This allowed us to make some remarkable gains, from my home town of Consett to Andy Burnham’s old seat in Leigh – both symbolic of a “Labourism” that isn’t coming back. Electoral coalitions can’t be turned on and off like a light switch and we must continue the present focus. Maintaining this focus on these working class voters is the only realistic route towards a lasting Conservative majority and an enduring realignment.
We remain the custodians of the trust that was placed in us and we must repay it by delivering the substantial, positive and lasting change that we promised. This kind of change – boosting long-forgotten parts of our imbalanced economy – would also make our economy more productive and the country as a whole more prosperous. When parts of the country are held back from fulfilling their economic potential, that is a problem that impacts everybody. We must redouble our efforts to level up and genuinely create One Nation.
A One-Nation agenda of improved town centres, rising real wages, better jobs and improved infrastructure
In Little Platoons, published last year, I set out how an ambitious agenda of reform could transform long-forgotten towns, through infrastructure spending, transformation of town centres and a policy of reindustrialisation. We have made great strides so far but we now need to go even further and even faster, particularly as both the health and economic impact of Covid-19 risks impacting working class communities in the North more than prosperous communities in the South.
As James Frayne suggested last week, one of the key priorities should be making sure that town centres start to look and feel better over the next few years. Rather than being pockmarked with empty shops, bookies and discount shops, high streets must become symbols of community pride. Town centres should become community hubs – places for people to shop, businesses to set up (rather than in distant out of town business parks) and for families and young people to meet up and come together. Revived town centres should leave as lasting an impression of local and civic pride as the likes of Birmingham City Hall and the majestic Grey Street in Newcastle.
Just as people should see a difference in their town centres by the end of Boris’s first full term in office, they should also see a difference to their pay packets and their local economy. Despite the Covid associated economic hit, there must be a focus on creating economic revival in “Red Wall” areas.
As I made clear here a few weeks ago, our impending freedom from EU regulation will give us greater scope to use industrial strategy to help revive post industrial towns and promote a policy of reindustrialisation, including being leaders in green industry.
This should include aiming to shift the type of jobs that predominate in these towns from low-paid, insecure work to making them a central part of a high-skills, high-productivity, high-wage, tech-driven economy. We should enable local leaders to do whatever it takes, including through the tax system, to encourage industrial investment in their areas.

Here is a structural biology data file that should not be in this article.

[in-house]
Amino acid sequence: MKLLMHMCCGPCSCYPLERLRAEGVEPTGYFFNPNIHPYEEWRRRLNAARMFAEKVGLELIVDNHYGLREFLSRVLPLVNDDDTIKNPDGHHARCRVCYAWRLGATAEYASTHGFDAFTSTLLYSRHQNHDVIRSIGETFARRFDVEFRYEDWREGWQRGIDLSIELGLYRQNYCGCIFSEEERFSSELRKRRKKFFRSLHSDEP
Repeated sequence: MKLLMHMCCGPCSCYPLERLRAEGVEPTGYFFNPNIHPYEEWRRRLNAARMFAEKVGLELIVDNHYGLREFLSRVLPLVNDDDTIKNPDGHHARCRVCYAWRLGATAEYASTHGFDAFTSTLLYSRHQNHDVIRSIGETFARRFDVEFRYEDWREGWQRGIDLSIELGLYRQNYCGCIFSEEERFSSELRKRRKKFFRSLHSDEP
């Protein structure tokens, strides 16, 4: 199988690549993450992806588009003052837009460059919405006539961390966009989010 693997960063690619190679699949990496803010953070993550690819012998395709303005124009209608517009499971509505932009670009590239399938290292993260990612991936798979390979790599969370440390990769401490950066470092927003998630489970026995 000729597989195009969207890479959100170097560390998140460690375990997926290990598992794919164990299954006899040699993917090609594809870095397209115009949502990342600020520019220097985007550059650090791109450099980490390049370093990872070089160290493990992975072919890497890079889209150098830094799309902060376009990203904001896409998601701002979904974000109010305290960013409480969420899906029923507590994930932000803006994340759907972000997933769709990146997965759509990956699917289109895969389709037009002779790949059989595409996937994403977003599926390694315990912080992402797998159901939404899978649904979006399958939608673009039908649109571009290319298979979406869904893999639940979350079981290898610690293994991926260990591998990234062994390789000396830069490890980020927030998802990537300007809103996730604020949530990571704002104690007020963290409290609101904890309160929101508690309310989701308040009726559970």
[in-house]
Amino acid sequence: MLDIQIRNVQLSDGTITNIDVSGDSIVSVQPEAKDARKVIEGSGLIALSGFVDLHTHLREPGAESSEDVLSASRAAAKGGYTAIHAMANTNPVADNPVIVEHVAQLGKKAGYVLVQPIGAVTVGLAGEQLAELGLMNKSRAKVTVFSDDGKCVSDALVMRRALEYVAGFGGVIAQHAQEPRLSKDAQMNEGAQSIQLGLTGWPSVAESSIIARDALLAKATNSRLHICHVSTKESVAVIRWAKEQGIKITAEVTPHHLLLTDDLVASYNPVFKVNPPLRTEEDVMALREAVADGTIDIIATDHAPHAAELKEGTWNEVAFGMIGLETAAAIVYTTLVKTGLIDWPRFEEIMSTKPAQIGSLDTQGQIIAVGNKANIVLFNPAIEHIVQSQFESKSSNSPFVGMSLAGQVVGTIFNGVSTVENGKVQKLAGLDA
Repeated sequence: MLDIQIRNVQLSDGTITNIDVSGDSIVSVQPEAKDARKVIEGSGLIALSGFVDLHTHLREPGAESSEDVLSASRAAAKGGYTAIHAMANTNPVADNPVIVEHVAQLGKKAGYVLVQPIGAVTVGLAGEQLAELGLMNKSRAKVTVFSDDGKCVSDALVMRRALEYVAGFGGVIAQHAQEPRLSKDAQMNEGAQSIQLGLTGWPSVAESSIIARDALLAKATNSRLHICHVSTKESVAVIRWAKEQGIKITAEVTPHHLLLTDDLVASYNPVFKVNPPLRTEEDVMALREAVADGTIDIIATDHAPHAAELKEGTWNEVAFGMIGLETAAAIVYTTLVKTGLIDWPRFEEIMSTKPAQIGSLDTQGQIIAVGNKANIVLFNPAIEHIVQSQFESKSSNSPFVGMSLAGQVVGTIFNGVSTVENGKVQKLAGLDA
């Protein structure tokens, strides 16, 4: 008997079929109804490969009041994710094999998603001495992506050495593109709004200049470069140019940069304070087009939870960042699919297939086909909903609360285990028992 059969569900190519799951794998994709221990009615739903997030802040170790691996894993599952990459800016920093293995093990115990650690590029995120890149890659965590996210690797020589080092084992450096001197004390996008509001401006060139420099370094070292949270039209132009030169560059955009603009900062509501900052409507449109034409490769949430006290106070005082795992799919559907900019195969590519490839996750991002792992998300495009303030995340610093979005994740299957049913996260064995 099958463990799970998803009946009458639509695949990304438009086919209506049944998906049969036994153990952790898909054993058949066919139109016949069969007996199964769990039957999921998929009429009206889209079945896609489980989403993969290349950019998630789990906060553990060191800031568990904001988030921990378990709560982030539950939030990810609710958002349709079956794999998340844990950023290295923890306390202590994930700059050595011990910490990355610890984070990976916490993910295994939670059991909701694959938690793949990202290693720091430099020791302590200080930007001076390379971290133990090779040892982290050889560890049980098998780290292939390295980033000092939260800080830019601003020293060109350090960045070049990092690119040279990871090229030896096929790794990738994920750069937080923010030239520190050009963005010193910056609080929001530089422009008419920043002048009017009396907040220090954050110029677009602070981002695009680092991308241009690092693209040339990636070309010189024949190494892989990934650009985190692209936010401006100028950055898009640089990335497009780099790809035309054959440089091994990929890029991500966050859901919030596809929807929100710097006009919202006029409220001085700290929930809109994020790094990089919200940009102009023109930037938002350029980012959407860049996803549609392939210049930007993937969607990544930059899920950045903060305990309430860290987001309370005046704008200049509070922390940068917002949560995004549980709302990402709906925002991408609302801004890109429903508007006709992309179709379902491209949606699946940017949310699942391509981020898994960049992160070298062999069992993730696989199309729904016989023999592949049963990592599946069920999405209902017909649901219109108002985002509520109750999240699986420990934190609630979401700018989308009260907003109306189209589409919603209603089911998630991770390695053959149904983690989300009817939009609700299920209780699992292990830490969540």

Part of the case I made in Little Platoons is that a direct government lever for revival is by relocating great swathes of the Civil Service to the North and the Midlands. An impressive report by the Northern Policy Foundation, published this week, shows that such an agenda would put “rocket boosters” under levelling-up and allow local areas to benefit from the agglomeration effect of relocating key arms of government.
We should also be stepping up investment in infrastructure programmes, to ensure that towns as well as cities have world class road, rail and digital infrastructure. We should consider how light rail can make a difference to people in “Red Wall” towns and also mustn’t forget about the importance of high quality, reliable and inexpensive bus services to local people. When even the deficit hawks at the IMF are arguing that now is the time to invest in infrastructure, we should be prepared to show audacity and imagination with big infrastructure projects for the North.
A relentless focus on making change happen
We must have a relentless focus on making this change happen. Levelling up should go through everything we do. Every day, ministers should ask themselves how their decisions are improving the lives of working people and to advance the levelling up agenda. And we should manage and track the levelling up agenda against these key metrics of improved town centres, rising wages, better jobs and improved infrastructure.
This is a One Nation government and levelling up is a definitively One Nation policy. As Damian Green argued as part of this series on Monday, building one nation is a conservative, not a libertarian, project. That means we should be prepared to use the power of the state to tackle regional economic inequalities (the GDP per head in the City of London is 19 times that in County Durham) and restore hope and economic vibrancy to long forgotten places.